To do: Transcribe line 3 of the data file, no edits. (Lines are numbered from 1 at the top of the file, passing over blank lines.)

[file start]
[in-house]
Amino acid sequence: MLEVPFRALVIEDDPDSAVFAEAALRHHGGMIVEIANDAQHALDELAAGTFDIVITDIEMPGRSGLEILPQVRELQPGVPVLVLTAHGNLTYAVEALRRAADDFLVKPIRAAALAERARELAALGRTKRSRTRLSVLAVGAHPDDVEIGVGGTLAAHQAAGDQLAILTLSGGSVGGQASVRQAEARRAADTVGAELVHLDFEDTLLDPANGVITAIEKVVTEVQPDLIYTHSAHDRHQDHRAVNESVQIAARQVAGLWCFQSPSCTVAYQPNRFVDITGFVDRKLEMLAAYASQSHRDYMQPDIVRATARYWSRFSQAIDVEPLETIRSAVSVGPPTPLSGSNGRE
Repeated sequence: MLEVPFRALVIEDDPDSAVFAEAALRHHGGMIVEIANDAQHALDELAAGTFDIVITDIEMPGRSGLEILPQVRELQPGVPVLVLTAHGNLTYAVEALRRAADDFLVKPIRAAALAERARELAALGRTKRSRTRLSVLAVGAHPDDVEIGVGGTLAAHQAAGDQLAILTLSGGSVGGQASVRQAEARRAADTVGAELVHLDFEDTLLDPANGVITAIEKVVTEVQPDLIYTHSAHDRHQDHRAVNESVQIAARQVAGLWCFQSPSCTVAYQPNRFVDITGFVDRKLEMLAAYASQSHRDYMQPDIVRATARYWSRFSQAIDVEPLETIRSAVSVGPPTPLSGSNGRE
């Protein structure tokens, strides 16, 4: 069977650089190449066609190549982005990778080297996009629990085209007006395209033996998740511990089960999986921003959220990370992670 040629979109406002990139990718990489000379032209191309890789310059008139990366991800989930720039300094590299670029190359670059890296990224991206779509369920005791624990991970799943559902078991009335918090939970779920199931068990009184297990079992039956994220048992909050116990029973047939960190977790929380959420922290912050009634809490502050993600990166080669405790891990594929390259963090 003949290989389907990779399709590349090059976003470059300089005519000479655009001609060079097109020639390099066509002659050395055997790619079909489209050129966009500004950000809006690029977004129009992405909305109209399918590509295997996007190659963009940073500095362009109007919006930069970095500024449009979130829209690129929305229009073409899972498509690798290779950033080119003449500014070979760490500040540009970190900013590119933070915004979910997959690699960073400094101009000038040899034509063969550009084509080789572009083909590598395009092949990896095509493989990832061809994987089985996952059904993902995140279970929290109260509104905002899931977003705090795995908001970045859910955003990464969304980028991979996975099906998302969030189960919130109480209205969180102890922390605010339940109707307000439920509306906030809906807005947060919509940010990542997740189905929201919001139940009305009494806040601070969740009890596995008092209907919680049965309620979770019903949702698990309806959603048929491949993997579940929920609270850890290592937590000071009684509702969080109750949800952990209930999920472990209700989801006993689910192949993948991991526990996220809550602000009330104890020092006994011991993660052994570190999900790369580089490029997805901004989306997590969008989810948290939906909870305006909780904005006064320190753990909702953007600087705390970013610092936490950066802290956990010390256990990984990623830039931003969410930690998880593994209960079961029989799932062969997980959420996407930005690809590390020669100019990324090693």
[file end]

Repeated sequence: MLEVPFRALVIEDDPDSAVFAEAALRHHGGMIVEIANDAQHALDELAAGTFDIVITDIEMPGRSGLEILPQVRELQPGVPVLVLTAHGNLTYAVEALRRAADDFLVKPIRAAALAERARELAALGRTKRSRTRLSVLAVGAHPDDVEIGVGGTLAAHQAAGDQLAILTLSGGSVGGQASVRQAEARRAADTVGAELVHLDFEDTLLDPANGVITAIEKVVTEVQPDLIYTHSAHDRHQDHRAVNESVQIAARQVAGLWCFQSPSCTVAYQPNRFVDITGFVDRKLEMLAAYASQSHRDYMQPDIVRATARYWSRFSQAIDVEPLETIRSAVSVGPPTPLSGSNGRE